Ibike Korea People-to-People Program



Photo essay: Sangwonsa to Woljeongsa and Jeongseon

    (40mi, 65km) Valleys and gorges – all beautiful – two modest hills.
Points of Interest Woljeongsa (temple) and museum, several small temples, cemetery of monks, folk village
  Road between Sangwonsa and Woljeongsa squirrel crossing, KoreaDescending from Sangwonsa, we had a final 9 km of dirt road, often near the river side.  This section of dirt was better maintained that the other side of the mountain.  Appealing to the heart strings, there were a couple of "squirrel crossings" (right) or squirrel bridge.  Besides a sign, there is a rope bridge suspended four meters up, across the road. 
  Stupas of Woljeongsa Twenty stupa are grouped in this area.  A stupa is a pagoda where ashes or remains of Buddhist saints or monks are placed.  Most of these stupa are bell-shaped, but one is circular and it stands on a double podium, capped with a roof stone.  The decoration on the stupa indicate that most were dedicated to monks that lived in the area during the latter part of the Joseon Dynasty.
  Woljeongsa bridge, Korea bridge with zodiac animal figures, WoljeongsaWhen the road stops dropping so much you arrive at Woljeongsa (temple).  You can access it over an ornate bridge. The posts are capped by animals of the Korean zodiac. 

The Korean zodiac is derived from the Chinese zodiac.  According to legend, the Jade Emperor invited the animals of his kingdom to enter a race through the countryside.  The first 12 to finish the long race would each rule over one year every 12 years.  The 12 animals are: rat, ox, tiger, rabbit, dragon, snake, horse, sheep, monkey, rooster, dog and pig.  Each zodiac animal brings it own personality and characteristics to the year.

  Woljeongsa gate

Chenwangum gate honors the four Devas, Woljeongsa

Chenwangum gate honors the four Devas, Woljeongsa

Weoljeongsa gateTo enter the temple you must pass through colorful gates that welcome the faithful and are intended to keep out the evil.

The Chenwangum (Woljeongsa) gate honors the four Devas. Though of Hindu origins, as devotees of Buddha, these figures guard Buddhist cannons and are the protective deities over monks and the faithful.  The Jiguk Deva (lute) rules over the east, the Gwangmok Deva (dragon) over the west, the Jeungjang Deva (sword) over the south and the Damun Deva (pagoda) over the north.  At the center of the four quarters is Sumisan.  Sumisan is where Buddha lives -- a temple is symbolic of Sumisan, therefore, if one passes this gate he or she is likely to enter the world of Buddha.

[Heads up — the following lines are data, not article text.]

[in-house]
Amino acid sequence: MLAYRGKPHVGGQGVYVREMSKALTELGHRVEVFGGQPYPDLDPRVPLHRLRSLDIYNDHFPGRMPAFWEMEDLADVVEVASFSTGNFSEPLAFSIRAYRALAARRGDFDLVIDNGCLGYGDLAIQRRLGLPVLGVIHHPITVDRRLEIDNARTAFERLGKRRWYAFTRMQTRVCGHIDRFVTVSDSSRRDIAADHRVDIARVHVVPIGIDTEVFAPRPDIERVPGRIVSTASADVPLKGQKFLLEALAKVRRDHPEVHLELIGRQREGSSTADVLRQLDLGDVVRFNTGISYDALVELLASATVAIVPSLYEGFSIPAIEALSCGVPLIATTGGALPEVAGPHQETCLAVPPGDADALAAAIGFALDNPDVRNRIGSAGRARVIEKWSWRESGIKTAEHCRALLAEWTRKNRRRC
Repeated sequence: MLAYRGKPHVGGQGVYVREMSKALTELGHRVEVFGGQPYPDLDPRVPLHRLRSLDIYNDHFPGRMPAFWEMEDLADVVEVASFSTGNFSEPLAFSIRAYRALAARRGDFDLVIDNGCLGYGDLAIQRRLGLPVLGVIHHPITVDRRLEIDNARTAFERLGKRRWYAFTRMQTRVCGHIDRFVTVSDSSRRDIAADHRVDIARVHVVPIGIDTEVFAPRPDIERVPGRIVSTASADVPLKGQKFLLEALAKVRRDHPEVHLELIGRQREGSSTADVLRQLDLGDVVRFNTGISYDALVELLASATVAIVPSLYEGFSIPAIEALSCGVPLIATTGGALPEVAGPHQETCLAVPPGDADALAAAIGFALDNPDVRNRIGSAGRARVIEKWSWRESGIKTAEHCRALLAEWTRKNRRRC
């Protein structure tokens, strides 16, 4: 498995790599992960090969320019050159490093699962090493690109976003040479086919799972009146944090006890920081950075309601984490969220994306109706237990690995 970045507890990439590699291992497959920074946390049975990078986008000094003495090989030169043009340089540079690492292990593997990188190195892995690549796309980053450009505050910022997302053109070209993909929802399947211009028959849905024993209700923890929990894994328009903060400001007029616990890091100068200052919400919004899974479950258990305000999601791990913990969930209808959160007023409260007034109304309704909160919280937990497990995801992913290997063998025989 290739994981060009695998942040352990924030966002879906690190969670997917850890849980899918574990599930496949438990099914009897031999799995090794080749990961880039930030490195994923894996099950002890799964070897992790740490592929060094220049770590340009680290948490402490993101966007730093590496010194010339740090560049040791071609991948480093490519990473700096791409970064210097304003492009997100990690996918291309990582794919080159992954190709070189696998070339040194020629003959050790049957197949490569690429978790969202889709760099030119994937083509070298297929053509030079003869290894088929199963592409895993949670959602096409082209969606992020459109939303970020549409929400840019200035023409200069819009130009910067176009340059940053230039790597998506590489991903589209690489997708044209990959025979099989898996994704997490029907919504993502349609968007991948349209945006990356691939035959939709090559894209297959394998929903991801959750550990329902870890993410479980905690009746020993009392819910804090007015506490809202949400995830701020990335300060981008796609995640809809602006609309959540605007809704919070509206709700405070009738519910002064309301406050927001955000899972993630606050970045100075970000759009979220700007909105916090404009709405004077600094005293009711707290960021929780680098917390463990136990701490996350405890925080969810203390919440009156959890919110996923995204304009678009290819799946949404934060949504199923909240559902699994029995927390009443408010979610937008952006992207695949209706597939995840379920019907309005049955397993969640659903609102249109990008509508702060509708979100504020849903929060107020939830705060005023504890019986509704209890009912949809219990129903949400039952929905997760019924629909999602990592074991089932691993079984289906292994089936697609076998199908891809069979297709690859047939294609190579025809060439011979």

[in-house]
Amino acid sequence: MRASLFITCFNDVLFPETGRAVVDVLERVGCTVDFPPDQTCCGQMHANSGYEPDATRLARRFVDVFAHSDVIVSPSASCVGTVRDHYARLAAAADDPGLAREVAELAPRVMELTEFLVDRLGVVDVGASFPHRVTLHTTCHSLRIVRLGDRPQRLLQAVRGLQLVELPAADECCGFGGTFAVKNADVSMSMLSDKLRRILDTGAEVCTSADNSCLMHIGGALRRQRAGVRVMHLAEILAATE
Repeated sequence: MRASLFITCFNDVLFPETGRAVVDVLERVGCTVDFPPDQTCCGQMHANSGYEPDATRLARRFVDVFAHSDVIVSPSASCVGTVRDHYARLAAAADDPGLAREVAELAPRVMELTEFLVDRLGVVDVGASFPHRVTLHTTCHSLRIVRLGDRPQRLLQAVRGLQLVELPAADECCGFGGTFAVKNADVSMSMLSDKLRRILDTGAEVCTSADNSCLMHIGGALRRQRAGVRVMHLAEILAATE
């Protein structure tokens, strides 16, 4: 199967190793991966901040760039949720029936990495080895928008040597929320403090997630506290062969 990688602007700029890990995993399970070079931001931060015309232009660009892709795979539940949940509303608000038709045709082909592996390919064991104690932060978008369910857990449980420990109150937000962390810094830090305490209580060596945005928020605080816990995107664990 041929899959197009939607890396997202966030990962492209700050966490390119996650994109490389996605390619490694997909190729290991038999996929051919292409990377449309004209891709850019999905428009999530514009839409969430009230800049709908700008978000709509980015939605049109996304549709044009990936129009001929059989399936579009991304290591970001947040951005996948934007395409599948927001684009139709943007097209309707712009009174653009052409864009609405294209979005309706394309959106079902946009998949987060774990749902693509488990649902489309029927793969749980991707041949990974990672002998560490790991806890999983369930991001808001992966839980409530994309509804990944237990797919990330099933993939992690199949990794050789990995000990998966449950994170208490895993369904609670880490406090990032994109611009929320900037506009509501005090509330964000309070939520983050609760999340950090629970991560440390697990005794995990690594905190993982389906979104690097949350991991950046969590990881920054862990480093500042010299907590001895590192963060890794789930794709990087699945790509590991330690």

Jiguk Deva (lute) rules over the east, Woljeongsa Gwangmok Deva (dragon) over the west, Woljeongsa Jeungjang Deva (sword) over the south, Woljeongsa Damun Deva (pagoda) over the north, Woljeongsa


Demon under foot of Gwangmok Deva, WoljeongsaDemon under foot of Gwangmok Deva, WoljeongsaDemons are trampled under foot of the Devas.

  Woljeongsa Woljeongsa was built by Jajangyulsa, a renowned monk, in 645, in the 15th year of Queen Sundok.  It is the head temple in charge of many branch temples in the Odae Mountains and Gangweon-do.
  Weoljeongsa octagonal nine story stone pagoda Woljeongsa octagonal nine story stone pagoda. It is built in a style that was popular during the early Goryeo period, especially in the northern region of Korea.  The thin body, the curved corners, the doorframe on the tower body and the variations in the octagonal shape are illustrations of the unique aspects of Goryeo Buddhist culture.  A figure of Bodhisattva sits in front of the pagoda.Stacked stone pagoda, Woljeongsa

It is not uncommon to see a collection of do-it-yourself stacked-stone-pagoda around temples.  There are are a number of explanation for the exercise; meditation, oneness in motion, each stone is a wish for good fortune for the builder or their family member or other relative, to feel compassion, etc.

  bell / drum pavilion, Woljeongsa Major temples have a bell / drum pavilion.  There are four bells.  The large bronze bell calls all creatures.  The hide covered drum calls animals of the land.  The wooden fish-shaped slit drum calls the creatures of the water.  And, the flat metal cloud-shaped bell calls the spirits and animals of the sky.  This are played before prayers.
  Woljeongsa Monk quietly ready themselves outside their rooms to go to prayers, in the morning light.  In this area, senior monks wear gray robes and novices wear brown robes. Woljeongsa
  Shoes at the door of the main temple, Woljeongsa Shoes at the door of the main temple, WoljeongsaWhile the monks are in pray their simple shoes are lined up outside the door. The shoes of other visitors have a whole different look  Among other differences, the slippers of the monks are pointed away from the door and the shoes of the visitor remain as they were left when the owners stepped out of them..